"Driven by a self-imposed, artificial political deadline of implementation by this summer, the Trudeau government has hastily assembled Bill C-45 and its companion impaired driving legislation, Bill C-46," Conservative Saskatchewan Sen. Denise Batters said in a speech to the chamber on Tuesday.
"Both bills are shoddily constructed and raise a myriad of unanswered questions that will lead to unintended and devastating consequences.
"Honourable senators, this is too high a price for Canadians to pay simply to satisfy Prime Minister Trudeau's political ambitions. For all of these reasons, I will vote against Bill C-45 at second reading."
Batters is not alone. At least six other Conservative senators have vowed publicly to vote against the bill, arguing the Liberals are pushing ahead with a massive societal change under a constrained timeframe.
"We, the select few with sober second thought, should not consider saying 'yes' to this odious legislation until we, on behalf of all Canadians, have all the answers. I believe that, at a minimum, an intensive four-year education blitz should begin now before any government contemplates legislation," Conservative Alberta Sen. Betty Unger said.
Conservative New Brunswick Sen. Carolyn Stewart Olsen is equally unconvinced.
"The rush is incomprehensible," she said. "Within the space of a year we have gone from debating supervised heroin injection to pushing cannabis use nationwide.
"I'm not sure Canadians want Canada to be known for its liberal drug laws."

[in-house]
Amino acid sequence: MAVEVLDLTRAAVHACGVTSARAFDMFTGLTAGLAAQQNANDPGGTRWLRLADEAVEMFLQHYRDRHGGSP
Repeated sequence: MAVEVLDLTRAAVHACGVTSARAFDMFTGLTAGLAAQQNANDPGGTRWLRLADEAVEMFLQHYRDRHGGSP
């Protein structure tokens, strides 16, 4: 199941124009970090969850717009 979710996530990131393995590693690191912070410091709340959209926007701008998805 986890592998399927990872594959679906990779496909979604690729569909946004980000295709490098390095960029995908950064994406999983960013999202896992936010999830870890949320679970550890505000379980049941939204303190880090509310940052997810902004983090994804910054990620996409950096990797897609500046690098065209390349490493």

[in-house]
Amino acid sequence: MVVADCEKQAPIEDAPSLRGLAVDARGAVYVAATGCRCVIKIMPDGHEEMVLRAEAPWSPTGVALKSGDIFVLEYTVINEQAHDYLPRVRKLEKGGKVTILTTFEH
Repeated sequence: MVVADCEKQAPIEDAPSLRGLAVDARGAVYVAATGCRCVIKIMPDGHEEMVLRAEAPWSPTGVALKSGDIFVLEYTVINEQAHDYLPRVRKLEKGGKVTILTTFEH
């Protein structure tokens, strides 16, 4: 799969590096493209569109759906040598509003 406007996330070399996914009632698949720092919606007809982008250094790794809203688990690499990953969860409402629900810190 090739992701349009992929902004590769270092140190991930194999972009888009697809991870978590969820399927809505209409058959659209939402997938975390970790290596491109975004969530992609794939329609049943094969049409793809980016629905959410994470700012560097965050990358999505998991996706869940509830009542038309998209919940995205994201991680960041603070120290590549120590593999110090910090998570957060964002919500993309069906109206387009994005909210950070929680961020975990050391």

The bill's defenders — including its sponsor in the Senate, Independent Ontario Sen. Tony Dean — say the government does not have the luxury of time. They say illegal cannabis use — a $7 billion industry that funnels funds into the hands of organized crime, according to government figures — will continue unabated without the benefit of federal regulations.
Harder has made an impassioned plea to appointed senators to debate legislation thoroughly and propose amendments if necessary — but to hold off on defeating government bills that implement promises made in the last election.
Senate rules could prove fatal
The defeat of a government bill at such an early legislative stage is rare.
If a bill is defeated in the Senate at second reading, nothing further happens to it. The Senate moves on to the next item on the order paper and the bill, in effect, is dead.
The government could then introduce a similar bill, but it would need to be an entirely new piece of legislation and not simply a revival of the old one.
"If the motion for second reading is defeated, the bill dies and cannot be reintroduced in the same session, since reintroduction would be contrary to the decision of the chamber and a violation of the same question rule," says the Senate Procedure in Practice (SPIP), the chamber's guidebook.
The "same question rule" is a basic principle of parliamentary procedure that demands "that a house should not consider the same matter a second time in the same session if it has already made a decision on it," according to SPIP.
So any new legislation would have to be different enough to be admissible.
Prime Minister Justin Trudeau has said he expects full legalization of cannabis by "summer."